AHEAD OF THE HEARD
One never ceases to be amazed at what comes out at ag organization meetings, particularly from the lesser known groups. So it was at the AGM of the Alberta Grazing Leaseholders Association (AGLA) held recently in Red Deer in conjunction with the Alberta Beef industry Conference. This group represents the interests of those holding leases on government owned grazing land. The group was formed about 15 years ago in response to the government of the day planning significant changes to grazing lease fees, royalties, rules and regulations. The goal of leaseholders was to be consulted and respected in regards to those changes and related issues. It wasn’t always smooth sailing between the leaseholders and the government particularly when outside entities insisted their interests be considered. That saw vested sectors and lobby groups from energy companies, to hunters, to recreationists and the usual cabal of green groups all wanting some concession or change to lease fees and regulations. Almost none of all that was favourable to leaseholders, hence the need for an organization representing their specific interests.
The other confounding factor with grazing leases is that responsibility has been shifted from the department of Agriculture to the department of Environment and Sustainable development. This change has proven a bit problematic as the environment department did not have the agricultural expertise to manage their new responsibility, nor did they seem to have the philosophical perspective to understand the grazing lease concept. Although there were some comments that progress has been made as bureaucrats became more comfortable with the file.
Over the years there have been setbacks but also some victories for leaseholders. An ongoing process has been to establish a credible grazing lease royalty formula and process. The fee structure has been frozen since 1994 and it’s taken some time to revamp the structure in a viable and fair manner – that has now occurred. The new formulas have been finalized and are supported by the AGLA and related groups like Alberta Beef Producers and the Western Stock Growers. It’s an example of honest cooperation between stakeholder groups and government bureaucrats. The result is a proposal everyone can live with. An additional positive outcome was the establishment of a Range Sustainability Fund with 40 per cent of rental rates being used to run the fund. The intent would be to use funds to restore and renovate rangelands – this is a very useful and enlightened approach and has considerable environmental benefits. The proposal also recommended that the assignment fee be eliminated, it was agreed that this was nothing more than a tax on transfers involving grazing leases. With the agreement of the groups on the advisory committee the royalty proposal will now go forth through the government legislative approval process. It is to be phased in over a five year period once the legislation has been passed.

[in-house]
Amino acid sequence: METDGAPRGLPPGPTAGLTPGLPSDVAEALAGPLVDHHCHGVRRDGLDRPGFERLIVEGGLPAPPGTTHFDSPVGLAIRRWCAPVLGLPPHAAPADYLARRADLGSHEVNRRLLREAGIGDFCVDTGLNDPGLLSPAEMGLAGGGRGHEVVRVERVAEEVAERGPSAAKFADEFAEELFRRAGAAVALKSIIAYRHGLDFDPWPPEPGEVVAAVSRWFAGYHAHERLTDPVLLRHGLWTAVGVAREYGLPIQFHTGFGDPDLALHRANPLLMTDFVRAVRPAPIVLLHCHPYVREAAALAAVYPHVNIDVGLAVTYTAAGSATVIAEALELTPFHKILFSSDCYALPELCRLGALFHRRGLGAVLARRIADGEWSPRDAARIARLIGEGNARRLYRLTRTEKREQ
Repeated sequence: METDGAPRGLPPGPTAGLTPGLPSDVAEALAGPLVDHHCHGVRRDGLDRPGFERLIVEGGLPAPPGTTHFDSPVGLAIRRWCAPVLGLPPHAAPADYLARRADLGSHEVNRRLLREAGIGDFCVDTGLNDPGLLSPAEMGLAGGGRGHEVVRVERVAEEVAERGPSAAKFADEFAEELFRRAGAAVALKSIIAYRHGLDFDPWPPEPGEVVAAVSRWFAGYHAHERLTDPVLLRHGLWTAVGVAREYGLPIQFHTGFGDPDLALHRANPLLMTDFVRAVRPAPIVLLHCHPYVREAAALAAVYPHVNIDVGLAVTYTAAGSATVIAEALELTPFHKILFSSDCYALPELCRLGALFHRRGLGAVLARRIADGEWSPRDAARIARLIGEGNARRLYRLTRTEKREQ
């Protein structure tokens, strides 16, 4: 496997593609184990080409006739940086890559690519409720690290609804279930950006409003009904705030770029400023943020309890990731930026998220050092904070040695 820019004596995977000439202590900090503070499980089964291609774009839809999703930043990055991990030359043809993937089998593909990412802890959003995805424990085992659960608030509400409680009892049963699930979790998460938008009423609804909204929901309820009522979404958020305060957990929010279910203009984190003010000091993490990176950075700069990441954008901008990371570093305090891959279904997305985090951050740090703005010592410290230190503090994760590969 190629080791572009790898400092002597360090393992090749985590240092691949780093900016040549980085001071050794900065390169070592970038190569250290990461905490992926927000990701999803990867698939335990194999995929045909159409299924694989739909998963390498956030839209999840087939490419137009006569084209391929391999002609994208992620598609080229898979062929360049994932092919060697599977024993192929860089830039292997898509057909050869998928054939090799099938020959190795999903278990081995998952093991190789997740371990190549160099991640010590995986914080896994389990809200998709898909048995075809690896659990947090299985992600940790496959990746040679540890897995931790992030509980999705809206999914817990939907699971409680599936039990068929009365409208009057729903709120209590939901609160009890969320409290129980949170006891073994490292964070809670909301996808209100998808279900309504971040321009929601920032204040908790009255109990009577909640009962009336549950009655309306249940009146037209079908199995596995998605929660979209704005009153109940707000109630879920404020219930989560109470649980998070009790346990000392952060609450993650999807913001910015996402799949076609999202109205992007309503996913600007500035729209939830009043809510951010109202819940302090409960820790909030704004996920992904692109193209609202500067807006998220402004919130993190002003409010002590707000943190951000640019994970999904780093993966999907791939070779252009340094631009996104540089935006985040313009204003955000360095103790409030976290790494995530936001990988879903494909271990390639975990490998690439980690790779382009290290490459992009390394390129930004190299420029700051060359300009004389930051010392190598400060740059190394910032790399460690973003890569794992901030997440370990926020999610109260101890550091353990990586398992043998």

Another matter that came up for discussion at the AGLA was the environmental goods and services (EGS) issue. It’s a long running concern that involves government compensation to land owners for providing goods and services that preserve and enhance the ecology of land in Alberta. It was noted that research is ongoing on how to value EGS, but that government support and public perception of EGS remains a real stumbling block. Other discussion involved the Sage grouse issue in southeast Alberta. It’s progressed to the government strategy stage but there is still much apprehension from land owners and grazing leaseholders about the process and grouse preservation tactics. A common sense approach has yet to evolve. A bigger concern to a number of livestock groups is the expansion of federal environmental protection orders to other obscure endangered species like the Short-Eared lizard and a plant called the Smooth Goosefoot. It’s suspected that busybody lawyers working for green lobby groups like the notorious Ecojustice are looking for ways to force the government to issue more protection orders much to the detriment of grazing leaseholders.
Another bit of information that came forth at the meeting was the role of government grants to land trusts. That support helps the trusts to acquire and administer conservation easements on environmentally significant land in the province. The concern is that due to the open-ended and generous financing provisions of the program that they inflate the value of easements and cause land values to artificially increase. That makes it difficult for those wanting to purchase land for agricultural and grazing purposes as they are forced to compete against their own tax dollars being used by land trusts in acquiring easements. A most interesting annual meeting indeed.